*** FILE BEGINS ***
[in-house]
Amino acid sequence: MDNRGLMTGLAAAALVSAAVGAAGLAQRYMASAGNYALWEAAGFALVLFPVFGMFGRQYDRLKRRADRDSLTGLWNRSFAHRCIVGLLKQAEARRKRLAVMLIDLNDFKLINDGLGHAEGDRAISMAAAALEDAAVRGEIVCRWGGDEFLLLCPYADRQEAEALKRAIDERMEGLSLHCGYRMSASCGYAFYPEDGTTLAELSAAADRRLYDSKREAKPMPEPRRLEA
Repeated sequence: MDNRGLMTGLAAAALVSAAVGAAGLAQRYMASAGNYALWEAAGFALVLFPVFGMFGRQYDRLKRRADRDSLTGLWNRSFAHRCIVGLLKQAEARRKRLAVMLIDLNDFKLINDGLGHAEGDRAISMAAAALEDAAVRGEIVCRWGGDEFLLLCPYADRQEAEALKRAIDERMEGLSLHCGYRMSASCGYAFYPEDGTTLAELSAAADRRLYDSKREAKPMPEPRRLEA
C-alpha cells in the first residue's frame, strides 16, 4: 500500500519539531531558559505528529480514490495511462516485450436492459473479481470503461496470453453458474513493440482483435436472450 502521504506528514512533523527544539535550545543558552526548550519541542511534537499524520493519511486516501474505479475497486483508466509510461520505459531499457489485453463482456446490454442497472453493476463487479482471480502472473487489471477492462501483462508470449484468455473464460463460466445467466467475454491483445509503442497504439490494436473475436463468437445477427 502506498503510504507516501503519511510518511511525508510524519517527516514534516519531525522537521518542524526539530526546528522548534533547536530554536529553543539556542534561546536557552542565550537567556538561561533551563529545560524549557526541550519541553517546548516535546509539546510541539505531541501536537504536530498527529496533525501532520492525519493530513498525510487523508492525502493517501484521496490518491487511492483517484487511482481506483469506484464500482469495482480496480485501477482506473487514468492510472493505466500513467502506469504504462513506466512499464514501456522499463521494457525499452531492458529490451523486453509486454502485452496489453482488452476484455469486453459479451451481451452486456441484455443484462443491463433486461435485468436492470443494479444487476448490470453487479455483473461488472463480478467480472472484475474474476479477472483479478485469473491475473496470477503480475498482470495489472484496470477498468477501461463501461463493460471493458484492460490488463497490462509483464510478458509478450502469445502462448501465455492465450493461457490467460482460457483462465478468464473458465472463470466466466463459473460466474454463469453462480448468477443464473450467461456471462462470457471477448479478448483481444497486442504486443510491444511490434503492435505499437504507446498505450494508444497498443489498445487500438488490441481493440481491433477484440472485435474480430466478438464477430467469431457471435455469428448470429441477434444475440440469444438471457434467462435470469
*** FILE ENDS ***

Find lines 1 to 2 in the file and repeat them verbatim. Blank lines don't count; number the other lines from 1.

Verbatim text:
[in-house]
Amino acid sequence: MDNRGLMTGLAAAALVSAAVGAAGLAQRYMASAGNYALWEAAGFALVLFPVFGMFGRQYDRLKRRADRDSLTGLWNRSFAHRCIVGLLKQAEARRKRLAVMLIDLNDFKLINDGLGHAEGDRAISMAAAALEDAAVRGEIVCRWGGDEFLLLCPYADRQEAEALKRAIDERMEGLSLHCGYRMSASCGYAFYPEDGTTLAELSAAADRRLYDSKREAKPMPEPRRLEA